The story of Narasimha as described in the Bhagavata Purana (voluminous work in Sanskrit dealing with aspects of ancient Indian history, legend and mythology) is as follows:
In his previous Varaha Avatara Vishnu killed the demon Hiranyaksha. His brother Hiranyakashipu, infuriated by this incidence began to detest Lord Vishnu and his followers. His sole mission was to kill Vishnu by acquiring mystical power through years of austere penance. Brahma, chief of the deities pleased by Hiranyakashipu's austerities appeared, offering him a boon to personally fulfill anything he wished for. Hiranyakashipu was eagerly desirous to be practically immortal:
“Please let me not meet death from any of the living entities created by you. Grant me that I not die within any residence or outside any residence, during the daytime or at night, nor on the ground or in the sky. Grant me that my death not be brought about by any weapon, nor by any human being or animal. Grant me that I not meet death from any entity, living or nonliving. Grant me, further, that I not be killed by any demigod or demon or by any great snake from the lower planets. Grant me the benediction that I too may have no rival. Give me sole lordship over all the living entities and presiding deities. Furthermore, give me all the mystic powers attained by long austerities.”
One day while Hiranyakashipu was doing penance at Mandaracala Mountain, his home was attacked by Devraj Indra and other deities seizing the opportunity of his absence. At this point of time sage Narada intervened to protect Kayadu, who he described as 'sinless' and sheltered her in his ashram. Under the guidance of Narada, her unborn child Prahlada, Hiranyakahipu’s son, was moved by the transcendental instructions of the sage. On growing up Prahlada influenced by this earlier training of Narada, was gradually recognized as a dedicated devotee of Vishnu, much to his father's disappointment.
Finally Hiranyakashipu infuriated at his son's devotion to Vishnu, his rival, resolved to kill Prahlada. He tried throwing him down a mountain, drowning him and poisoning him. However each time round his diabolic attempt was foiled by Vishnu's innate divinity. Prahlada refusing to acknowledge his father supremacy over the universe, claimed Vishnu as the all-pervading preserver.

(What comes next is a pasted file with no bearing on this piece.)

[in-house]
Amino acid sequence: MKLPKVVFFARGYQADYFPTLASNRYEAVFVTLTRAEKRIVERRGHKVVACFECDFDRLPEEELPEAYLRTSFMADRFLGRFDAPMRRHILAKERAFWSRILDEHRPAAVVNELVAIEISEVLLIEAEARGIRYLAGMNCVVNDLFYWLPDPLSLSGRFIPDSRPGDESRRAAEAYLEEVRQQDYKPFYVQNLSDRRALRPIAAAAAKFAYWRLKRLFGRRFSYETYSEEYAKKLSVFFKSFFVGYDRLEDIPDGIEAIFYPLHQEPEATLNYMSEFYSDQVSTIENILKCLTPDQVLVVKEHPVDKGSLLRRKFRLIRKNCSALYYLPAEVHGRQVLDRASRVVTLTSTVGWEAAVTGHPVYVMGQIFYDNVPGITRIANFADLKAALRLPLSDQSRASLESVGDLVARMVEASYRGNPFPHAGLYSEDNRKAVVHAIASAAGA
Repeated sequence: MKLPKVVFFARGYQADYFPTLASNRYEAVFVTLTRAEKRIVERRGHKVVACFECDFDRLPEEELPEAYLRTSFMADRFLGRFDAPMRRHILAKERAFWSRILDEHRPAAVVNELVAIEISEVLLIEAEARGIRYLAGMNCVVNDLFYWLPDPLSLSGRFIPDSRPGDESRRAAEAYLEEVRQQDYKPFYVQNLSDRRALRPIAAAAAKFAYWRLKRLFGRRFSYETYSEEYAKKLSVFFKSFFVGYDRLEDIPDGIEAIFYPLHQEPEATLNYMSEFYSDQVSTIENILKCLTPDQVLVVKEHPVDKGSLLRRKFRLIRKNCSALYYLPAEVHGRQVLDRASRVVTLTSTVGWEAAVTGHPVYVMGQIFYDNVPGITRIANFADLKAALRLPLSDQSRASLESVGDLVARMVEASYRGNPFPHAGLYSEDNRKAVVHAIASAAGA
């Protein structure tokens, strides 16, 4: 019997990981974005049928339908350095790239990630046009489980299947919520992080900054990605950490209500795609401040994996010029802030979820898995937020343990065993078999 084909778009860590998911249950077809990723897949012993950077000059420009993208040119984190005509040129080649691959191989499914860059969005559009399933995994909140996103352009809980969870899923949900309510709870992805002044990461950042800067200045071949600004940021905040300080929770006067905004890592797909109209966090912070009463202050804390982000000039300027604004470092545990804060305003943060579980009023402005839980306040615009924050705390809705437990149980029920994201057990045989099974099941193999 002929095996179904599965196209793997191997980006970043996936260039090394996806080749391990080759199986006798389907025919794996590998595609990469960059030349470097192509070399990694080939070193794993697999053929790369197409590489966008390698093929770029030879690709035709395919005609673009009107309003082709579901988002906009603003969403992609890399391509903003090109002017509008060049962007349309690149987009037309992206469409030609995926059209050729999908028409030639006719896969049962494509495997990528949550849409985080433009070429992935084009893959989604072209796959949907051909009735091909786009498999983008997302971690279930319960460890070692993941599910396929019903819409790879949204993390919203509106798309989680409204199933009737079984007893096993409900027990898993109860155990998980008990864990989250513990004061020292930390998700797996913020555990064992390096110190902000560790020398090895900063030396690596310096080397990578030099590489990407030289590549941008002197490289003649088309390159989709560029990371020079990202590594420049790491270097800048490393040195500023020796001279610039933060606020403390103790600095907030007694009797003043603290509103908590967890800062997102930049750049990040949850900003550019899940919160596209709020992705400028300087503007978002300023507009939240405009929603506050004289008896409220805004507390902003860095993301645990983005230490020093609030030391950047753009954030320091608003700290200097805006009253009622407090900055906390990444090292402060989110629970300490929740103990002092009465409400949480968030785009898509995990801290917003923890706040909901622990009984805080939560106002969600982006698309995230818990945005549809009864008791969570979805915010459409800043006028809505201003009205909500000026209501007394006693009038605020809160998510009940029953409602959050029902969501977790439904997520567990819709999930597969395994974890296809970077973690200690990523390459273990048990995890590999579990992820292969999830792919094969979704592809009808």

Finally Hiranyakashipu pointed to a nearby pillar and asked, "O most unfortunate Prahlada, you have always described a supreme being other than me, a supreme being who is above everything, who is the controller of everyone, and who is all-pervading. But where is He? If He is everywhere, then why is He not present before me in this pillar?" He heated an iron pillar and commanded his son to embrace it.
Prahlada then answered, “He was, He is and He will be” and instantly wrapped his arms around the pillar which did not sear him.
Enraged, Hiranyakashipu smashed the pillar with his mace. Soon enough a tumultuous sound heralded the manifestation of Vishnu as Narasimha springing from the pillar and in quick defense of Prahlada attacked his father. Hiranyakashipu could not be killed by a human, deity or animal, as per Brahma’s boon so Narasimha incarnated as a part-human, part-lion. He struck Hiranyakashipu at twilight (when it is neither day nor night) on the threshold of a courtyard (neither indoors nor out), and tore the demon apart on his thighs (neither earth nor space). Using his sharp claws as weapons, he killed the demonic force. The Kurma Purana details the preceding battle in which he escapes pashupata, a powerful weapon and describes how Prahlada’s brothers headed by Anuhrada and thousands of demons were led to the valley of death (yamalayam) by the man-lion avatara. The same episode is related in the Matshya Purana 179, several chapters after its version of the Narasimha advent.
Even on killing Hiranyakashipu none of the present demigods could placate Narasimha's fury, not even Shiva. All the gods and goddesses entreated goddess Lakshmi, his consort, to placate him but in vain. Finally at the request of Brahma, Prahlada was presented to Narasimha who was eventually calmed by the prayers of his dedicated devotee. Before leaving for his divine realm, Narasimha rewarded the wise Prahlada by declaring him king.
Based on this story, followers firmly believe that Narasimha inevitably protects his sincere devotees when they are in grave danger. He saved Adi Sankara from being sacrificed to the goddess Kali by a Kapalika. Thus Adi Sankara composed the Lakshmi-Narasimha stotra or panegyrist.